Episode: This Side of Paradise – Season 1, Episode 24 (1967)
Director: Ralph Senenski
Teleplay: D.C. Fontana
Story: D.C. Fontana and Nathan Butler (Jerry Sohl)
The Enterprise visits a defunct agricultural colony on Omicron Ceti III to retrieve the remains of a bunch of irradiated colonists – but they’re not dead! Not only have Berthold rays failed to liquefy Elias Sandoval (Frank Overton) and the rest of his blissful band, but the colonists are in perfect health. If three-quarters of a season of Star Trek have taught us anything, it’s that a man in perfect health has got to be hiding something.
Spoiler: it’s super-passive-aggressive flowers. A snoot-full of the explosive local bud induces peaceful contentment, a communitarian sensibility, and a kick’n pea-green jumpsuit. The first blast isn’t enough to convince Kirk, but Sulu takes to it like a drunk with his morning Schlitz. McCoy defaults to the “Ol’ Country Doctor” persona, complete with back-holler accent for some reason? With Spock’s latent hippie side on display, he’s too busy climbing trees and rolling in the hay with Leila (Jill Ireland) to follow orders. Pretty soon our Captain is the only one not in carefree mutiny.
Episode: A Taste of Armageddon – Season 1, Episode 23 (1967)
Director: Joseph Pevney
Teleplay: Gene L. Coon and Robert Hamner
Story: Robert Hamner
The Enterprise is on a diplomatic mission to Eminar VII when it “accidentally” becomes embroiled in an interplanetary war. I say “accidentally” because the planet sends them a message to please, please stay away, but dick diplomat Robert Fox (Gene Lyons) makes Kirk go anyway.
Transporting to the planet, Kirk and Spock learn that Eminar VII is at war with its neighbor Vendikar, but hostilities take place entirely inside computer simulations. The casualties are very real: ancient treaty obligations require that “killed” citizens report for voluntary disintegration. It isn’t long before the Enterprise falls victim to a purely figurative Tri-Cobalt Satellite and the whole crew is marked for death! Kirk and the landing party are taken hostage to assure compliance, but with Scotty in charge back on the ship, you can guess how that plays out.
Spock, you’ve gotten into a bad habit as of late. Habit? Get it?
Episode: The Return of the Archons – Season 1, Episode 21 (1967)
Director: Joseph Pevney
Teleplay: Boris Sobelman
Story: Gene Roddenberry
The Enterprise drops by Beta III to find out what happened to the Archon, a ship that disappeared in the system almost a century before. Instead, in the tradition of tourists everywhere, Kirk and the gang perpetrate the greatest crime of all: violation of the Prime Directive!
The episode opens with Sulu on the surface with Lt. O’Neil (Sean Morgan), running from robed assailants on what looks like an empty Midwestern street. Because that’s what you do in a first contact situation: send your helmsman with some panicky NCO. It doesn’t take Miss Cleo to predict which one makes it back to the ship.
“You Captain Kirk are guilty — of stealing my heart.”
Episode: Court Martial – Season 1, Episode 20 (1967)
Director: Marc Daniels
Teleplay: Don M. Mankiewicz
Story: Don M. Mankiewicz and Stephen W. Carabatsos
We’re back in the lap of the Star Fleet bureaucracy. The Enterprise retires to Starbase 11 for repairs after sustaining damage during an ion storm, an event that also saw the death of a single crewman: Lt. Commander Ben Finney (Richard Webb). As far as Gene Roddenberry is concerned, nothing spells trouble like an Irishman, and it isn’t long before Captain Kirk is on trial…for Murder!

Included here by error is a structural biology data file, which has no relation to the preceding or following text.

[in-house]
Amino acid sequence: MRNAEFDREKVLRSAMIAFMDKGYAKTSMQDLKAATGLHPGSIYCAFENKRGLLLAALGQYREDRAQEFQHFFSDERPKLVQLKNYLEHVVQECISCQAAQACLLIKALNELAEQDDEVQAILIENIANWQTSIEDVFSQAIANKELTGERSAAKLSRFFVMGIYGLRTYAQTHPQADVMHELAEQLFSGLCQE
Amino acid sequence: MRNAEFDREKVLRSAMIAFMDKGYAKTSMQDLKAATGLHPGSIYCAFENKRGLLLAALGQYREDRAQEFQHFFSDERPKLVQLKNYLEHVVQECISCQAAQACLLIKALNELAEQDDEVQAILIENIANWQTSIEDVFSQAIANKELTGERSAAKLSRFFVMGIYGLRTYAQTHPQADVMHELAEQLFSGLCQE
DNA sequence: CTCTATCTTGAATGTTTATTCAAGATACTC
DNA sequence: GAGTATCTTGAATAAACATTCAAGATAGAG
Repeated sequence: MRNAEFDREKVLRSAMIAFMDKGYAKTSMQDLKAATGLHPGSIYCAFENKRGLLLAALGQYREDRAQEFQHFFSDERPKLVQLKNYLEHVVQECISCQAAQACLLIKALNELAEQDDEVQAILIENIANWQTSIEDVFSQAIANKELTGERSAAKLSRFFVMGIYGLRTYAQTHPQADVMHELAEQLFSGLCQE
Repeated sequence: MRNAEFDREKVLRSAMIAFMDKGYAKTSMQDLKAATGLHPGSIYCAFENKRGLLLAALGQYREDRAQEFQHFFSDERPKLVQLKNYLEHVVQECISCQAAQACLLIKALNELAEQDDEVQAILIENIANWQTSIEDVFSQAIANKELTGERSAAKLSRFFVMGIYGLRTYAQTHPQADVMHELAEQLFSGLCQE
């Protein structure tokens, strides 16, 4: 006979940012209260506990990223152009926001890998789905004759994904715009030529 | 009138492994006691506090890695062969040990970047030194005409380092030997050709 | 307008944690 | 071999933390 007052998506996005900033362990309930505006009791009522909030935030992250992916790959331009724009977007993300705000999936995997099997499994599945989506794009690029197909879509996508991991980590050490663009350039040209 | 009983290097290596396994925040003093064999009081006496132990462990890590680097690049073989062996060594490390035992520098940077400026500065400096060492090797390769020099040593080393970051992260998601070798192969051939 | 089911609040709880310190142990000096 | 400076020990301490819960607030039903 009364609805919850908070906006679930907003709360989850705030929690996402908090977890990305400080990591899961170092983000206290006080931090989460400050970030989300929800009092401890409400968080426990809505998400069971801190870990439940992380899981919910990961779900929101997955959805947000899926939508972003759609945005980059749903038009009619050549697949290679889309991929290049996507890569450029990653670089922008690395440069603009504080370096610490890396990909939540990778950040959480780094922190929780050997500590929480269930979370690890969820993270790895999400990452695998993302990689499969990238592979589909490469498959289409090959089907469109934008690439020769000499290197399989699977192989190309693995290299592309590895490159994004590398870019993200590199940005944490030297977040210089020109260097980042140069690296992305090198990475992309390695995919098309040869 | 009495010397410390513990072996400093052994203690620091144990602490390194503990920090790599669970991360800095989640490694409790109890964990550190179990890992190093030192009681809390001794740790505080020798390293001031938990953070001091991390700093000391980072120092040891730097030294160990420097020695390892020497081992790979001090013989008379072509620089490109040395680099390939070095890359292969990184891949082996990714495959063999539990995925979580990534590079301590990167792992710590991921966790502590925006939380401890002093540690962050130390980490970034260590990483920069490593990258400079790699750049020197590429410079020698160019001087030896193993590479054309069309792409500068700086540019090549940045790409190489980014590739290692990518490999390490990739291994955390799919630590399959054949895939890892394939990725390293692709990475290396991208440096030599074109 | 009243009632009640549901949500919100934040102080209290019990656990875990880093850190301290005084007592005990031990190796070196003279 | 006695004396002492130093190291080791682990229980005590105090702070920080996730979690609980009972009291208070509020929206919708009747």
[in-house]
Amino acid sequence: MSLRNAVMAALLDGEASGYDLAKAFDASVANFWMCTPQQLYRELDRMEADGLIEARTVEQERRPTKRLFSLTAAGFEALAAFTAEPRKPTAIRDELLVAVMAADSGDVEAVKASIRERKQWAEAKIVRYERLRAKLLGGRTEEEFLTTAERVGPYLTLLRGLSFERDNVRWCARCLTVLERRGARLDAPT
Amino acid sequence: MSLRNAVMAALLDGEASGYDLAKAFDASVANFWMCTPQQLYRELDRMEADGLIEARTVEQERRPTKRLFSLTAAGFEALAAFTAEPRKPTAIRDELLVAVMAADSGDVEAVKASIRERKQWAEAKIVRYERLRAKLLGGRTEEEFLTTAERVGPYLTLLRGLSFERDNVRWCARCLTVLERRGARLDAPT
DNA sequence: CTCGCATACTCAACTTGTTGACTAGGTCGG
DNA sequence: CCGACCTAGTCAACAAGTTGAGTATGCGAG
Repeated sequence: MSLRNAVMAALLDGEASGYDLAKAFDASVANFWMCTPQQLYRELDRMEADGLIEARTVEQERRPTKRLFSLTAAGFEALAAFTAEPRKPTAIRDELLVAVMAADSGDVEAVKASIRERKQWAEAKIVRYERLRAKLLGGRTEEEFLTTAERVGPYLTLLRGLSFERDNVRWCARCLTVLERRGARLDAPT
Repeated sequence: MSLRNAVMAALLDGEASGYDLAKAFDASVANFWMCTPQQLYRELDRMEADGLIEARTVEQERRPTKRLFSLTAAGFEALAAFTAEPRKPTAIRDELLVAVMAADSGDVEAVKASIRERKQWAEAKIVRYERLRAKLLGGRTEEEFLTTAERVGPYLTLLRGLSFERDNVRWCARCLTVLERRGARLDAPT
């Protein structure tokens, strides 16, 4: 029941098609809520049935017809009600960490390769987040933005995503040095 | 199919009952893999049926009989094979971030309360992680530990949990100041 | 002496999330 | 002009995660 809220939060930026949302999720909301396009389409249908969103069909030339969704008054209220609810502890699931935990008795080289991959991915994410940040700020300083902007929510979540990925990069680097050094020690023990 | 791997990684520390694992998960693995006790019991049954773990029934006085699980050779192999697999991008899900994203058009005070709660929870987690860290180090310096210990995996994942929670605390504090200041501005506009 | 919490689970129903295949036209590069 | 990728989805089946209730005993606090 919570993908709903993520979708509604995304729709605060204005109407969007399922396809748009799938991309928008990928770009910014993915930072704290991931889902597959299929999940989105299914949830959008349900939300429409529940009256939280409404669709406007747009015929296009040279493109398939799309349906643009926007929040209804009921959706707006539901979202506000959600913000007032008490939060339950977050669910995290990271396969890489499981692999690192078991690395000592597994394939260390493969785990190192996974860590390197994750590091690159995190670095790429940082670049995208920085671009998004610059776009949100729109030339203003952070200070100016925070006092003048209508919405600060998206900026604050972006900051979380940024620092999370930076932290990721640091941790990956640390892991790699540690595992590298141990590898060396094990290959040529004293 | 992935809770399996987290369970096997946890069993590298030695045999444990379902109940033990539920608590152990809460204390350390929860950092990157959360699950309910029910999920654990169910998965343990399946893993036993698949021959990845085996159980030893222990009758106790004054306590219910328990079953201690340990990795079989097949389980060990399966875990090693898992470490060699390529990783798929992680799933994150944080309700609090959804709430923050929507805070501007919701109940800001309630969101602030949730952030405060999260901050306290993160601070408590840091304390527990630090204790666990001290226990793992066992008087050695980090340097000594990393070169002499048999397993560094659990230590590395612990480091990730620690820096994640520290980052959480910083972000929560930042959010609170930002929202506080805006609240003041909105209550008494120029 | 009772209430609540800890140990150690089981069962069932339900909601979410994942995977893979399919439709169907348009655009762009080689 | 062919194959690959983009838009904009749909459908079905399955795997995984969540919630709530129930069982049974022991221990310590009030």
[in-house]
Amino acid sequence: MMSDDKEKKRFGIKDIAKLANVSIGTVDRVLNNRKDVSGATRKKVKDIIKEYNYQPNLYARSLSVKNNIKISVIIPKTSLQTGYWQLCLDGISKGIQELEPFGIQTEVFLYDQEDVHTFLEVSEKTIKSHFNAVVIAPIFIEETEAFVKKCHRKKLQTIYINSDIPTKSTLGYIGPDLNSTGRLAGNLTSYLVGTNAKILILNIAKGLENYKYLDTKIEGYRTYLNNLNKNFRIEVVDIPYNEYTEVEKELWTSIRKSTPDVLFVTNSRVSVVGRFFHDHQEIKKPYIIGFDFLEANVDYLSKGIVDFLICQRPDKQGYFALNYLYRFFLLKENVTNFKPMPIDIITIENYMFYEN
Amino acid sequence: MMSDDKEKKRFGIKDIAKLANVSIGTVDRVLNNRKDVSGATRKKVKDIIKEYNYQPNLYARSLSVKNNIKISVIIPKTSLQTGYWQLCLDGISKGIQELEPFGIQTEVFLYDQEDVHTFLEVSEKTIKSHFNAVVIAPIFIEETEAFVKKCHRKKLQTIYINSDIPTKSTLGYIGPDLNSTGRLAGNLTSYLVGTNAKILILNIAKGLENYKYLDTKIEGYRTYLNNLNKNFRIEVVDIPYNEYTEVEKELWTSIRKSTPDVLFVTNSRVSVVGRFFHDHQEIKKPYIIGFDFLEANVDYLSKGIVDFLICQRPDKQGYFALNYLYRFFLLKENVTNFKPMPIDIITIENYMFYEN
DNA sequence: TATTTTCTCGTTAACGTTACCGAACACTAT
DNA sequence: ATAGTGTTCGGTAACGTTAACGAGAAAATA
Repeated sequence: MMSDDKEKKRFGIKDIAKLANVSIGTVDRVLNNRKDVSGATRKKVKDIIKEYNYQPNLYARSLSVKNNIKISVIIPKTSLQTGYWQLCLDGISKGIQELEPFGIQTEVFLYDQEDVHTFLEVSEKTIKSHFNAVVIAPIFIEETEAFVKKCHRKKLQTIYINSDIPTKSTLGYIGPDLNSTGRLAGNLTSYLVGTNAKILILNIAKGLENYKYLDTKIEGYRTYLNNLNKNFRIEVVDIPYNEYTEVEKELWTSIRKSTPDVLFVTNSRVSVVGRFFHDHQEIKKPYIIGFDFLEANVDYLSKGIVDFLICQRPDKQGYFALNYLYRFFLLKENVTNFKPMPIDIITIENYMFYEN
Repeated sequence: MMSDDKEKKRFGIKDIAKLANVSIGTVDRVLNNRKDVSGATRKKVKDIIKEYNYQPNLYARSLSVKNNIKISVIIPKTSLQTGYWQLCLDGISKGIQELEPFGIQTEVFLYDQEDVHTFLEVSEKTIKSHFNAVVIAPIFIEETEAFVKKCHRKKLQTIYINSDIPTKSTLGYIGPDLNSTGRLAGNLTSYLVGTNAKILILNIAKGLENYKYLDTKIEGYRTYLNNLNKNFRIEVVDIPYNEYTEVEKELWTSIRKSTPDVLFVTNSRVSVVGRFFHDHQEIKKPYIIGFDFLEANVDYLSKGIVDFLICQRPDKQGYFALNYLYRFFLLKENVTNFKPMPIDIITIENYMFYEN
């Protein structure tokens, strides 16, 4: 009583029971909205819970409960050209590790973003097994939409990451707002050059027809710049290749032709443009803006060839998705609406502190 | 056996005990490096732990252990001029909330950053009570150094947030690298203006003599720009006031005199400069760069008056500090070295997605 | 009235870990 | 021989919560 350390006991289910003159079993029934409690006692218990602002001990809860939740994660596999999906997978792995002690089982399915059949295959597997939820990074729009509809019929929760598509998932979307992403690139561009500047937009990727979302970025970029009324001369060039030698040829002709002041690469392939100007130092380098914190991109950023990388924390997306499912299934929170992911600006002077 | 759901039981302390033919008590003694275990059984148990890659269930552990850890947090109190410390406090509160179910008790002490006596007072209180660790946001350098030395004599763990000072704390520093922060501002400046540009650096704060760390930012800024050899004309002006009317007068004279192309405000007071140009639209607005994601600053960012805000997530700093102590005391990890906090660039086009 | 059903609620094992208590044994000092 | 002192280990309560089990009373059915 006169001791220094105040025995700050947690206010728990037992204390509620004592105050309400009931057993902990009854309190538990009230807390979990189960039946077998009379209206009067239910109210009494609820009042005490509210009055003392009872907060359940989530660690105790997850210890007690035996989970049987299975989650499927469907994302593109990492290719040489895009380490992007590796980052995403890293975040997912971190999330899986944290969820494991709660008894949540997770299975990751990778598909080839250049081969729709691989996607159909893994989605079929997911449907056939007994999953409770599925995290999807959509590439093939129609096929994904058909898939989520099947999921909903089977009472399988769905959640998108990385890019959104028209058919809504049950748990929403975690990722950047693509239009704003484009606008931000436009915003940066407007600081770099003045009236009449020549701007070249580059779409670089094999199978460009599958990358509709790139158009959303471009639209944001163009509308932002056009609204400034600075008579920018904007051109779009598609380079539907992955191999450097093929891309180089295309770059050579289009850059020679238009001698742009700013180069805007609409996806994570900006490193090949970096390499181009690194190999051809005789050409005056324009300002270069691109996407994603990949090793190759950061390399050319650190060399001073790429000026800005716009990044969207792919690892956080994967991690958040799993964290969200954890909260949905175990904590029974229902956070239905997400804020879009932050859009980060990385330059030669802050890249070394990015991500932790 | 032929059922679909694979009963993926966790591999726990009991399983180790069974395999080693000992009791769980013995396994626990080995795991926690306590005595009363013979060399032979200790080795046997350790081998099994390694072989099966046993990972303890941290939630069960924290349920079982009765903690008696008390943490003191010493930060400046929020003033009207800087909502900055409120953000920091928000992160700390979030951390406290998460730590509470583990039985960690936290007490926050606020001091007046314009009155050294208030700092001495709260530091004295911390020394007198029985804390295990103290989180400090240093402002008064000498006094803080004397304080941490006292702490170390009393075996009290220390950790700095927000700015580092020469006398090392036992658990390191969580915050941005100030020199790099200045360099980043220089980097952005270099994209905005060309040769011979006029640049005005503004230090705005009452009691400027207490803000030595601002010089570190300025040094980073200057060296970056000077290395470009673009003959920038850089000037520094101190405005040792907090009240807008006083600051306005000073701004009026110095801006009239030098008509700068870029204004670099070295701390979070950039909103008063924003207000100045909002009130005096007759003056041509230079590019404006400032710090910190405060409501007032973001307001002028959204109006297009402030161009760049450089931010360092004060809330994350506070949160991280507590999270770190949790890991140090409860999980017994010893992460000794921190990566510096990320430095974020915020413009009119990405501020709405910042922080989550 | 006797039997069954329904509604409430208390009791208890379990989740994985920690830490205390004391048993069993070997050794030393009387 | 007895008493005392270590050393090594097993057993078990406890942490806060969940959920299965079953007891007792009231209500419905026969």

Kirk bides his time before unleashing the fists of fury (and some half-cocked theories about quantum physics).
Episode: Tomorrow is Yesterday – Season 1, Episode 19 (1966)
Director: Michael O’Herlihy
Writer: D.C. Fontana
This episode starts awesome: the Enterprise being chased by an F-104 Interceptor through the skies of late-sixties Earth! But how? And WHY? Attend the tale, true believers:
I’ll see your sharp teeth, superhuman strength and six-inch talons and raise you a Shuffle Off to Buffalo.
Episode: Arena – Season 1, Episode 18 (1966)
Director: Joseph Pevney
Teleplay: Gene L. Coon
Story: Frederic Brown
The Enterprise drops by the remote Cestus III outpost for a dinner engagement, but upon beaming down with his tactical team, Captain Kirk finds that the base has been destroyed by an unknown enemy. Soon the landing party itself is attacked, and I hope you didn’t get too attached to the redshirt, ’cause he gets it first.
Simultaneously, the Enterprise is under attack in orbit. Sulu manages to drive off the alien ship and beam back the still-living members of the landing party, and then Kirk gives chase at warp 5. You know how your stick shift knob has a little pattern on it, and fifth gear is the one on the far right – the fastest gear? Well just imagine that using your car’s fifth gear made it so fast that at any second your car might EXPLODE, killing you and everyone you care about! That’s how bad Kirk wants the invading alien ship. He justifies this lunacy to his first officer with:
Nope. Not Liberace.
Episode: The Squire of Gothos – Season 1, Episode 17 (1966)
Director: Don McDougall
Story: Paul Schneider
The Enterprise is on an 8 day supply mission to Colony Beta VI, moving through a particularly vacant area of space, when they come across a solitary, uncharted planet. After Sulu and Kirk are “disappeared” from the bridge, it’s up to Spock to find them on the planet below.
Of course it’s just Trelane. Trelane! For years, and I mean up until watching this episode just now, I thought he was played by none other than Liberace in all of his effete bombast. Look at him rocking the harpsichord! But no, we owe our appreciation to William Campbell for this stellar performance.